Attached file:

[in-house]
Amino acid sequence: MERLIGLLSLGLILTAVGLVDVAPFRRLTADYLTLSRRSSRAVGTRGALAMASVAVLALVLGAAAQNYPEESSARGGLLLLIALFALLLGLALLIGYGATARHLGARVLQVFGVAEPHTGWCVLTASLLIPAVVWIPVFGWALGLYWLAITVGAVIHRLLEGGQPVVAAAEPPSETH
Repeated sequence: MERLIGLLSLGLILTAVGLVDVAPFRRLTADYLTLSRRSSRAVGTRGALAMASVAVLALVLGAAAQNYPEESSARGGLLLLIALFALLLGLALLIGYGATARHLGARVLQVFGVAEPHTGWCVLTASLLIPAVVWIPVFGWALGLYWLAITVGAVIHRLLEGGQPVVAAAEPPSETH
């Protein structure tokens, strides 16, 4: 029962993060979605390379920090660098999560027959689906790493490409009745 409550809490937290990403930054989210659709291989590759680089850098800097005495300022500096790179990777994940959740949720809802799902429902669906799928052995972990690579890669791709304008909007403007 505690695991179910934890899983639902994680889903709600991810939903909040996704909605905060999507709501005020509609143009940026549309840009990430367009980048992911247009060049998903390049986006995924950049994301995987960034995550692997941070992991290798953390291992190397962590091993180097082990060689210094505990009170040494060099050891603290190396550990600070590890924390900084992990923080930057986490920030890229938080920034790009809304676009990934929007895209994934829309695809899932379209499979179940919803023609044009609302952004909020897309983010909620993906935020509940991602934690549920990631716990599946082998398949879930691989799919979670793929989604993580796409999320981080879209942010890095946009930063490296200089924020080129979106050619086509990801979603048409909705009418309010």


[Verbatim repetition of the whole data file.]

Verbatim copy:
[in-house]
Amino acid sequence: MERLIGLLSLGLILTAVGLVDVAPFRRLTADYLTLSRRSSRAVGTRGALAMASVAVLALVLGAAAQNYPEESSARGGLLLLIALFALLLGLALLIGYGATARHLGARVLQVFGVAEPHTGWCVLTASLLIPAVVWIPVFGWALGLYWLAITVGAVIHRLLEGGQPVVAAAEPPSETH
Repeated sequence: MERLIGLLSLGLILTAVGLVDVAPFRRLTADYLTLSRRSSRAVGTRGALAMASVAVLALVLGAAAQNYPEESSARGGLLLLIALFALLLGLALLIGYGATARHLGARVLQVFGVAEPHTGWCVLTASLLIPAVVWIPVFGWALGLYWLAITVGAVIHRLLEGGQPVVAAAEPPSETH
């Protein structure tokens, strides 16, 4: 029962993060979605390379920090660098999560027959689906790493490409009745 409550809490937290990403930054989210659709291989590759680089850098800097005495300022500096790179990777994940959740949720809802799902429902669906799928052995972990690579890669791709304008909007403007 505690695991179910934890899983639902994680889903709600991810939903909040996704909605905060999507709501005020509609143009940026549309840009990430367009980048992911247009060049998903390049986006995924950049994301995987960034995550692997941070992991290798953390291992190397962590091993180097082990060689210094505990009170040494060099050891603290190396550990600070590890924390900084992990923080930057986490920030890229938080920034790009809304676009990934929007895209994934829309695809899932379209499979179940919803023609044009609302952004909020897309983010909620993906935020509940991602934690549920990631716990599946082998398949879930691989799919979670793929989604993580796409999320981080879209942010890095946009930063490296200089924020080129979106050619086509990801979603048409909705009418309010």